White House: Opioid Crisis Cost 6 Times More Than Estimated

White House: Opioid Crisis Cost 6 Times More Than Estimated

By Paul Fuhr 11/22/17

A report by White House economists says the financial toll of the epidemic is around a half-trillion dollars.

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President Donald Trump

The White House announced on Monday that the true cost of America’s opioid crisis is much higher than experts projected.

According to The Guardian, the epidemic cost the country $504 billion in 2015—a figure that’s nearly a half-trillion U.S. dollars, or 2.8% of the GDP. An eye-opening report released by the Council of Economic Advisers (CEA) contended that the epidemic’s cost “is more than six times larger than the most recent estimate.”

The council cited a separate report that pegged “prescription opioid overdose, misuse and dependence” at $78.5 billion. (Much of the cost comes in the form of health care, criminal justice and lost productivity, the report indicated.) The council was also quick to defend its math, stating that its initial estimates were wrong because the epidemic itself has worsened.

With overdose deaths doubling over the past decade and many studies not even factoring in illicit opioids such as heroin, the council argued that it was difficult, if not impossible, to establish an accurate estimate of the cost.

“Previous estimates of the economic cost of the opioid crisis greatly underestimate it by undervaluing the most important component of the loss—fatalities resulting from overdoses,”The Guardian said of the White House report. And while President Trump announced that opioid abuse constituted a national public health emergency, very little action has actually taken place since the press conference. Trump’s plan called for “really tough, really big, really great advertising,” which many critics derided as too similar to Nancy Reagan’s infamous 1980s-era “Just Say No” anti-drug campaign.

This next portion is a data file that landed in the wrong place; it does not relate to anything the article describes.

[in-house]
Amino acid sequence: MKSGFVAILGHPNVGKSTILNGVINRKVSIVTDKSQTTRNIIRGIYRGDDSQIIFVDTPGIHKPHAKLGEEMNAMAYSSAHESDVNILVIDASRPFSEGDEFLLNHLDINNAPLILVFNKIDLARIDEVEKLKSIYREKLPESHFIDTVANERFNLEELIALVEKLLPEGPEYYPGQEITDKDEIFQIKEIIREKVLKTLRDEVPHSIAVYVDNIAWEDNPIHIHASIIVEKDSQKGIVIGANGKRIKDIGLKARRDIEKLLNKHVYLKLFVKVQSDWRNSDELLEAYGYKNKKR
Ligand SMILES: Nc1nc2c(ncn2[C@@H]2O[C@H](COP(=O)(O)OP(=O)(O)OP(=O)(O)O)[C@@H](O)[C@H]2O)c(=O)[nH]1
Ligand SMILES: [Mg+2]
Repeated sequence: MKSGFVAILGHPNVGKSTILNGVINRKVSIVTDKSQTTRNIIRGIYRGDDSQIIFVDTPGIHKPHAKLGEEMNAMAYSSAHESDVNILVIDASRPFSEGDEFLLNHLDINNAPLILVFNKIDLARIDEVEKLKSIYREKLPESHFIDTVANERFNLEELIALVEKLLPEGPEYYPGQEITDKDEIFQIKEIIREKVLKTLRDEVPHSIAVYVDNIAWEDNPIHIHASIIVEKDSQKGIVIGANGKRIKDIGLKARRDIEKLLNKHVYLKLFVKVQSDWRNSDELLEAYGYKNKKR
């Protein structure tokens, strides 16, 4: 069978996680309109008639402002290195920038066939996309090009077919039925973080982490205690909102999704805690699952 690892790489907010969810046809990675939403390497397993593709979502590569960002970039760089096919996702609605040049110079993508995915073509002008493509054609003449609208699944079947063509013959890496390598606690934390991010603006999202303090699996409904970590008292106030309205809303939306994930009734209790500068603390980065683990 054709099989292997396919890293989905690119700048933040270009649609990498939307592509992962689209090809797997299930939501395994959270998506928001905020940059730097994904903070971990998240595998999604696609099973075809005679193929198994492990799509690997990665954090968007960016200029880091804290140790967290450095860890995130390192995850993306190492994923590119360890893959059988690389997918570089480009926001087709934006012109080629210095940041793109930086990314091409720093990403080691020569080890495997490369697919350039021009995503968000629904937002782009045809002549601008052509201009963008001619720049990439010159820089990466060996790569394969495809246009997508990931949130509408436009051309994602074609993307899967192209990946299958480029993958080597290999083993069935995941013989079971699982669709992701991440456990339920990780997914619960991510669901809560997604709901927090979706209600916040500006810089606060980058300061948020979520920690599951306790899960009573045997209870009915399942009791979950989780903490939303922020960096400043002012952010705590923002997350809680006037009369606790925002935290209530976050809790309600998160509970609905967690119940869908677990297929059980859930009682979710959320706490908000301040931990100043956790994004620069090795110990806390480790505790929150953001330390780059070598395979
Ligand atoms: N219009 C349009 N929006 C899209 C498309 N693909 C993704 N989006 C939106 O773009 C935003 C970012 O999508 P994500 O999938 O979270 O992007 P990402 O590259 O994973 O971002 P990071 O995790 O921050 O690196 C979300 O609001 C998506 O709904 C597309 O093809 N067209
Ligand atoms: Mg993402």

Still, Trump’s own opioid commission agreed with the strategy (as well as offering dozens of additional suggestions to combat the epidemic), even as other experts described the plan as everything from “toothless” to dangerously unspecific. Trump didn’t direct any public funding toward the opioid crisis, either.

The New York Times even suggested that the lack of action can be attributed to Trump “discovering the realities of limited government resources, slow-moving agencies and the competing agendas of cabinet members, even as they try to push in the same general direction.” 

As the U.S. stares down a half-trillion dollar problem, the suggestions of Trump’s opioid crisis commission come even further under the microscope. Among the commission’s 53 suggestions are tighter prescribing guidelines for doctors, expanded drug courts, and allowing emergency responders to administer the overdose-reversing drug naloxone. At this point, however, attention is pretty much all Trump has given the crisis. He hasn’t put any of the recommendations into motion, nor has he requested funds beyond the nation’s public health emergency fund to attack the epidemic.

The problem is that fund’s balance sits at a paltry $57,000, as confirmed by Forbes.

When spread across every American in the country, it amounts to roughly two cents per person. Congress began the fund in 1983 with only $30 million, but still hasn’t added anything since 1993. Even worse, since Trump’s 2018 federal budget passed, there will be even less money to work with: it will slash billions from the CDC, FDA and NIH, among other departments that can help combat the drug epidemic.

The 13-page CEA report promises that it won’t be the last analysis of its kind. In fact, they believe that answers to the crisis lie in the numbers around it. “A better understanding of the economic causes contributing to the crisis is crucial for evaluating the success of various interventions to combat it,” the report argued, noting that the council will continue to dive deep into the root causes behind a problem that’s been getting worse by the day.

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Paul Fuhr lives in Columbus, Ohio with his family and two cats, Vesper and Dr. No. He's written for AfterParty MagazineThe Literary Review and The Live Oak Review, among others. He's also the host of "Drop the Needle," a podcast about music and addiction recovery. More at paulfuhr.com. You can also find Paul on Linkedin and Twitter.

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